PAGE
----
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I'm sorry if this is trivial, I've been stuck on a definition in Yeomans, Statistical mechanics of phase transitions. In chapter five she describes the transfer matrix of the 1D Ising model with nearest neighbor interaction of hamiltonian

$$\mathcal{H}=-J\sum_{j=0}^N s_is_{i+1}-H\sum_{j=0}^{N-1}s_i $$

where $-J$ is an interaction energy, $\mu_BH$ is a magnetic field and $s_i=\pm 1$ are spins. She goes on and writes the partition function with periodic boundary conditions arranging it as

$$ \mathcal{Z}=\sum_{\{s\}}e^{\beta Js_0s_1+\beta H(s_0+s_1)/2}e^{\beta Js_1s_2+\beta H(s_1+s_2)/2}e^{\beta Js_2s_3+\beta H(s_2+s_3)/2}\dots e^{\beta Js_{N-1}s_0+\beta H(s_{N-1}+s_0)/2}=\\=\sum_{\{s\}}T_{0,1}T_{1,2},T_{2,3}\dots T_{N-1,0}$$

defining $$T_{i,i+1}=e^{\beta Js_is_{i+1}+\beta H(s_i+s_{i+1})/2}$$ No problem up to this point, she then defines a matrix $T$ the entry of which are the 4 possibilities for $s_i$ and $s_{i+1}$

$$ T=\begin{pmatrix} e^{\beta(J+H)}&e^{-\beta J}\\ e^{-\beta J}&e^{-\beta(J+H)} \end{pmatrix}= \begin{pmatrix} T_{i,i+1}(+,+)&T_{i,i+1}(+,-)\\ T_{i,i+1}(-,+)&T_{i,i+1}(-,-) \end{pmatrix}$$

And goes on saying that the partition function can be written as the trace of $T^N$.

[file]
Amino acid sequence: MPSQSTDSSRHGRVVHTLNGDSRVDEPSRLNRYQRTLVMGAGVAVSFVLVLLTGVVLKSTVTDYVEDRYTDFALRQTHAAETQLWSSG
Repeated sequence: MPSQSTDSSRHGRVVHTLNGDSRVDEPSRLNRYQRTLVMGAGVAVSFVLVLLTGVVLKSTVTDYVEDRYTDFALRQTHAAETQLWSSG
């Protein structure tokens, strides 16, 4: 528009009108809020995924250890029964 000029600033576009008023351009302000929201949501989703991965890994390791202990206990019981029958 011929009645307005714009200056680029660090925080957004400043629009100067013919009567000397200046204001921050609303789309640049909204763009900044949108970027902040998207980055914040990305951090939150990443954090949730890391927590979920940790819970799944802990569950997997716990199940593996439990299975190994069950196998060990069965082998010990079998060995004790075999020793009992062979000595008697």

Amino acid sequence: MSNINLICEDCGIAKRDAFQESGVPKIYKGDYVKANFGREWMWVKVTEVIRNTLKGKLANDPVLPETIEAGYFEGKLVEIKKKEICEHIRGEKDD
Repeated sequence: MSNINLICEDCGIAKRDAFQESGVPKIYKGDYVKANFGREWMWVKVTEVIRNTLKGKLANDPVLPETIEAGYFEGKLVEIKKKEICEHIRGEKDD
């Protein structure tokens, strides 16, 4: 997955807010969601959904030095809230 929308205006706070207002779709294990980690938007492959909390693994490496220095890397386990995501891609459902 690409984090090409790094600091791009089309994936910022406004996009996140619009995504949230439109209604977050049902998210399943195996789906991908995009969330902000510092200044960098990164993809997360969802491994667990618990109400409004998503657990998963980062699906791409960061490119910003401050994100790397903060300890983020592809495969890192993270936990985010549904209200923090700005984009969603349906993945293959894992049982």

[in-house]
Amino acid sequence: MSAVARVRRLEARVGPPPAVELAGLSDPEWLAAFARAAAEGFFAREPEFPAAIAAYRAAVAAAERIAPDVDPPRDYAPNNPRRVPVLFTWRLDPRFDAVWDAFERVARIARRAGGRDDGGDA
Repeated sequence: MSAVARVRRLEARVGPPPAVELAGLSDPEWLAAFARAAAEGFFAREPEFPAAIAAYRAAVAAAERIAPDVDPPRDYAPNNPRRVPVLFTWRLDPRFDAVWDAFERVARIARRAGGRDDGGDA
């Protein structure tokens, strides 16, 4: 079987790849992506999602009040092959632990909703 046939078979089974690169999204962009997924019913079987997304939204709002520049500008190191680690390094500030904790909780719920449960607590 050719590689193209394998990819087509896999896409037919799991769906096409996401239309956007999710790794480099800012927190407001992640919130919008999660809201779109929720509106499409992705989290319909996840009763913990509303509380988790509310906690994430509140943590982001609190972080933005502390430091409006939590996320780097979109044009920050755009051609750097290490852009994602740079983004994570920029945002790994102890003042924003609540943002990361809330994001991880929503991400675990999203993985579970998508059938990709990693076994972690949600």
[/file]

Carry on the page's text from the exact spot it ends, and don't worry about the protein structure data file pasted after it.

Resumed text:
At this point I start to lose track of what the indices mean, because right after she writes that we can write the partition function as

$$\sum_{s_0=\pm 1}(T^N)_{0,0} $$

I'm confused because before the index represented to which spin $T_{i,i+1}$ was referring to, now it is applied to the $N$th power of the matrix, not to a scalar like before. What does $(T^N)_{0,0}$ mean? is it the first element of the matrix $T^N$? It doesn't seem right to me, because I don't see how that would be a trace. Is it referring to the spin $s_0$? Can't be, because the matrix $T$ is not dependent on which spin we are considering. What do those indices mean?


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    $\begingroup$ The notation is pretty bad, I agree. You should read it as $\sum_{s_0=\pm 1}(T^N)_{s_0,s_0} = (T^N)_{+1,+1} + (T^N)_{-1,-1} = {\rm Tr} (T^N)$. $\endgroup$ – Yvan Velenik Jun 3 '18 at 10:35
  • $\begingroup$ Thank you, that made it clearer, I figured it out. It is useful to start the process by noticing that the sum over the $N-1$th spin yields the element $S_{N-2},S_{1}$ of the matrix product $T^2$, and working backwards to the last sum. $\endgroup$ – user2723984 Jun 3 '18 at 11:17

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